skip to Main Content
Utah isn’t testing medical marijuana for potential disease-causing contaminants. Robert Gehrke explains why.

Due to an equipment shortage, the state said it suspended testing for E.coli, salmonella and several kinds of molds that cause illness, especially among the immunocompromised.

For over a year, Utah has not been testing medical marijuana for several pathogens in the plants that could be harmful to patients, particularly those with compromised immune systems.

Last April, the Utah Department of Agriculture and Food suspended the requirement for pathogen-specific testing — for things like salmonella, E.coli and certain molds, which are sometimes found in the plants — citing supply chain issues and a problem getting pipette tips that are used to draw samples and put them on the testing medium.

State officials said they are still testing cannabis samples for contamination more generally, conducting tests that measure what is called “total aerobic count” and “total yeast and mold.” But those tests have far more lenient standards and cannot distinguish between the presence of common, harmless microbes that are all around us and potentially dangerous pathogens.

For example, when the state was still running pathogen-specific tests on cannabis flower or processed products, samples were rejected if any trace of E.coli, salmonella or several types of mold were detected. Period.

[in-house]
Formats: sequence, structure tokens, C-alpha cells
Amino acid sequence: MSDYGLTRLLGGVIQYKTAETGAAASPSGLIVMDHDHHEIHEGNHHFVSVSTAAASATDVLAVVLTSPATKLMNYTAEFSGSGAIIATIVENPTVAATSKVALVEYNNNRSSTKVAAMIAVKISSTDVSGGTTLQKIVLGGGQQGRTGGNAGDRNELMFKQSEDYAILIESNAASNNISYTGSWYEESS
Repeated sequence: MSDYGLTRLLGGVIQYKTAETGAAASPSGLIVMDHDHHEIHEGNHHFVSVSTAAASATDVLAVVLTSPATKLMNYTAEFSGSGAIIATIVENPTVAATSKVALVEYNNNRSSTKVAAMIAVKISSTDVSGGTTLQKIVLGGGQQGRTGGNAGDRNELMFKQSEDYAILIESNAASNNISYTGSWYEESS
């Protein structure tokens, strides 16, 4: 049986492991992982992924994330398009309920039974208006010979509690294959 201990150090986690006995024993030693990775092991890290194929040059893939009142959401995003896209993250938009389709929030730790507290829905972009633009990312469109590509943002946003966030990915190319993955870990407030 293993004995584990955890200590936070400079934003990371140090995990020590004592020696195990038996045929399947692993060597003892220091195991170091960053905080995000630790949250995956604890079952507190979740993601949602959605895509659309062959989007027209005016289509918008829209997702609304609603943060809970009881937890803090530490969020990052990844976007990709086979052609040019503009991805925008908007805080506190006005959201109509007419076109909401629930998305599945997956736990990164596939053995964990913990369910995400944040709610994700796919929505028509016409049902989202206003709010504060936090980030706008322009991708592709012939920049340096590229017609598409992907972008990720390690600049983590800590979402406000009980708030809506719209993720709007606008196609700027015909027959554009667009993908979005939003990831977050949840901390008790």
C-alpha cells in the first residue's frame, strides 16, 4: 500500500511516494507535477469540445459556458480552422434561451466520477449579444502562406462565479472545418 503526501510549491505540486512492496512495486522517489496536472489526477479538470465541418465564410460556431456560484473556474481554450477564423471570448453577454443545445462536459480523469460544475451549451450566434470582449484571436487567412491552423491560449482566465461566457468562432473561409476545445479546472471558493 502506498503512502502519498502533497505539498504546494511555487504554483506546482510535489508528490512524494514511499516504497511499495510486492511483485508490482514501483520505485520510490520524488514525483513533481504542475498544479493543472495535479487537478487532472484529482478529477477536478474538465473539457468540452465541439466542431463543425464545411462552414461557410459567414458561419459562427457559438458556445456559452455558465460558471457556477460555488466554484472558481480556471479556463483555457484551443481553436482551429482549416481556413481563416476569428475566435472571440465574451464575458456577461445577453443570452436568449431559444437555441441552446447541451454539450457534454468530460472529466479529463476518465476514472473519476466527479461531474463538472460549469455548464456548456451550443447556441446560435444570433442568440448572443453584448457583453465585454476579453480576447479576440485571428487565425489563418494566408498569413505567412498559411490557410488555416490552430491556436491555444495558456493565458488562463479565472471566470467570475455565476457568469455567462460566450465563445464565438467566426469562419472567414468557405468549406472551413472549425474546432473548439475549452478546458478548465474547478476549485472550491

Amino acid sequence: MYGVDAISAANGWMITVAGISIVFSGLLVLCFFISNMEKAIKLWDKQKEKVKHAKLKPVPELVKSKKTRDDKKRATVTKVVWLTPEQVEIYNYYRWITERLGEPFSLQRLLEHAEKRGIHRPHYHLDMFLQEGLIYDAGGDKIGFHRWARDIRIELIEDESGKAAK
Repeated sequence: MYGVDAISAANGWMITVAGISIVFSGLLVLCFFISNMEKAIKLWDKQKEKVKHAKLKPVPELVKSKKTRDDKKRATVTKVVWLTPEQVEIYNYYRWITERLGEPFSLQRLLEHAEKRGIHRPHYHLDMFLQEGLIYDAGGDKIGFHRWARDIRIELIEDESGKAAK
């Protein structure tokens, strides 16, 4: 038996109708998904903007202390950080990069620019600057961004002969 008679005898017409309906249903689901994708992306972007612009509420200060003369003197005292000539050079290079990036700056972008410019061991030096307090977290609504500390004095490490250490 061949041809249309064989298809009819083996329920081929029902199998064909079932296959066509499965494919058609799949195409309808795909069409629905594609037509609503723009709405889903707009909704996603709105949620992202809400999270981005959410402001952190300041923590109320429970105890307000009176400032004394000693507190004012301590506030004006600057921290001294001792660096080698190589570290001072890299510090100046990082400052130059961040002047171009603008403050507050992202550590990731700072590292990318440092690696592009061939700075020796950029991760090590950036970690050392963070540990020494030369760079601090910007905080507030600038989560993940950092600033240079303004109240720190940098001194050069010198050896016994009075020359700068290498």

A sample of flower would only fail the total aerobic count test if there are more than 100,000 “colony-forming units” per gram — each unit being a cluster of growth when the sample is put on a petri dish. Without additional analysis, there is no way for labs to know what is growing on the tray. Processed oils and liquids have lower thresholds for microbes and mold. [Read more at The Salt Lake Tribune]

This Post Has 0 Comments

Leave a Reply

Your email address will not be published.

Recent Stories

Minnesota Inadvertently Allows Unregulated Intoxicating Cannabis Edible Products

By Ian A. Stewart As of July 1, 2022, unregulated intoxicating THC products derived from hemp have been legalized in Minnesota, apparently as the result of confusion by state legislators about the new law’s actual effect. Although the express intent of the statute is to allow the sale of products that contain so-called “non-intoxicating cannabinoids”…

California Opens Hemp Registrations

By Griffen Thorne, Attorney @ Harris Bricken For years, California has been a very bad state for the hemp industry. That started to change last year with the passage of AB-45, a bill intended to regulate CBD manufacturing and sales. The California Department of Public Health (CDPH) issued proposed AB-45 regulations just a few months…

Darnell Smith is Courting Cocktail Culture with MXXN

A new age of infused-beverages has arrived courtesy of advances in emulsion technologies that have unleashed the imaginations of beverage-makers far and wide. Most of the sub-categories in the sector already teem with brands with more arriving every day, and entrepreneurs now offer infused-beverages that mimic alcoholic counterparts without the hangover. Darnell Smith, the founder…

Democrats press Joe Biden to pardon Americans for nonviolent cannabis offenses

Senators say White House has ignored letter on clemency for nearly a year A group of progressive Democrats in the Senate are turning up the heat on the White House to deliver on Joe Biden’s campaign promise to end the federal war on marijuana users. In a letter on Wednesday to the White House, Department…

More Categories

Back To Top
×Close search
Search